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Re: Need help on Net::LDAP

by mr_mischief (Monsignor)
on Apr 30, 2008 at 15:39 UTC ( #683702=note: print w/replies, xml ) Need Help??

in reply to Need help on Net::LDAP

This is really more LDAP-specific than Perl-specific, but it's a bit of both as it has to do with how you're attempting to use the API provided by the module.

The compare method of Net::LDAP requires the distinguished name of the entry you're trying to compare against. You're comparing against your $base (is it still "dc=example,dc=com" (your LDAP base) at this point?) instead of the particular distinguished name you want "uid=srinivas,ou=People,dc=example,dc=com". There's no such attribute "uid" in entry "dc=example,dc=com", in case that's where you're looking.

What you probably mean to do is to do a search of entries for "uid=srinivas,ou=People,dc=example,dc=com" and then compare your hashed password to the hashed password there (and possibly also check the uid attribute as a sanity check).

BTW, you didn't just post an actual MD5 hashed Unix system account password to a public forum, did you? If so, you might want to change the password on that account and any others you have that use the same password. It takes some time to run a brute-force crack against MD5, but lots of people have nothing better to do than to put a cluster of four systems at work on it while they go about other things.

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Re^2: Need help on Net::LDAP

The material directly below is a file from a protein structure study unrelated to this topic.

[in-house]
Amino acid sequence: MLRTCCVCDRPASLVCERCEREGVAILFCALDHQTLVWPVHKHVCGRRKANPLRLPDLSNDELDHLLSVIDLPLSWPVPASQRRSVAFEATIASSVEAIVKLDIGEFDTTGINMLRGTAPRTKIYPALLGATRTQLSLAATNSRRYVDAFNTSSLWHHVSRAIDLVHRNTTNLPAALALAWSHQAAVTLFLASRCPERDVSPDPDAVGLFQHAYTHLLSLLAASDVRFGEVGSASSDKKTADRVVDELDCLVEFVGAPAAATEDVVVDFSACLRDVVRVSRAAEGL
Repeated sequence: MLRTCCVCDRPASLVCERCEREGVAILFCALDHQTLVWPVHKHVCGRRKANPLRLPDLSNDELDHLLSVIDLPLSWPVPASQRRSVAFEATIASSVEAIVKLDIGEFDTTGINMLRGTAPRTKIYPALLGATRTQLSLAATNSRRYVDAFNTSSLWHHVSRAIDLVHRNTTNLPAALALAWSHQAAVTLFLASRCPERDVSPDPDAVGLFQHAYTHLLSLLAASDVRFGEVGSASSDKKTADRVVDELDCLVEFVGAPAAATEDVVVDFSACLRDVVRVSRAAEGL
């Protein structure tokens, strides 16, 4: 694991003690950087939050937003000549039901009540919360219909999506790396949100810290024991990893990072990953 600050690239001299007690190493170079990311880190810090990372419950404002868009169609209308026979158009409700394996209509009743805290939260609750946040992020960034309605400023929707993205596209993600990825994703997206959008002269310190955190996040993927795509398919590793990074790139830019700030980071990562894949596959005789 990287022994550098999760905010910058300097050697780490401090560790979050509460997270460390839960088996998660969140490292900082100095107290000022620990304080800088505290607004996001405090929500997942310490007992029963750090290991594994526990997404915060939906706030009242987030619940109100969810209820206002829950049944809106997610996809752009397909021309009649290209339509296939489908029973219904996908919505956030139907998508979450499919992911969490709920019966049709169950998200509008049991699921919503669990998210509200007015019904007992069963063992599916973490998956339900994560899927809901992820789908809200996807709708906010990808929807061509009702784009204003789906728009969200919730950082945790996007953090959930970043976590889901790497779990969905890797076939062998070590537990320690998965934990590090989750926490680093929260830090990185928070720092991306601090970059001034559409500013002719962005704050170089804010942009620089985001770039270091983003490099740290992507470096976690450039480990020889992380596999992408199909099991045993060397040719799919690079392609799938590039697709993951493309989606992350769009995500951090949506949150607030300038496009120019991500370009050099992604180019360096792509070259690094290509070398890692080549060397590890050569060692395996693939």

by MidLifeXis (Monsignor) on Apr 30, 2008 at 17:48 UTC

    No, s/he posted a base-64 encoded unix crypted (yeah, I know it is redundant, but that is the LDAP spec) password. So it would not take as much time.

    Update: I may be wrong on this - it appears the data I was using may not be entirely reliable. However, the encouragement below still stands.

    srinivas_rocks, I would also encourage you to change the password on the displayed account.


      What do you mean by redundant?

      Walking the road to enlightenment... I found a penguin and a camel on the way.....
      Fancy a Just ask!!!

        A crypted password, in the traditional unix sense, should be 13 characters long, and already in a base-64ish representation. It appeared to me, after reading a couple of incomplete sites documenting how this works in LDAP, is that since the password field is binary, it is always base64 encoded. This can be read as base64 encoding a string that is already base64 encoded.

        I have since questioned the data I based my conclusion on, and all I can say at this point is... "I don't know" :)


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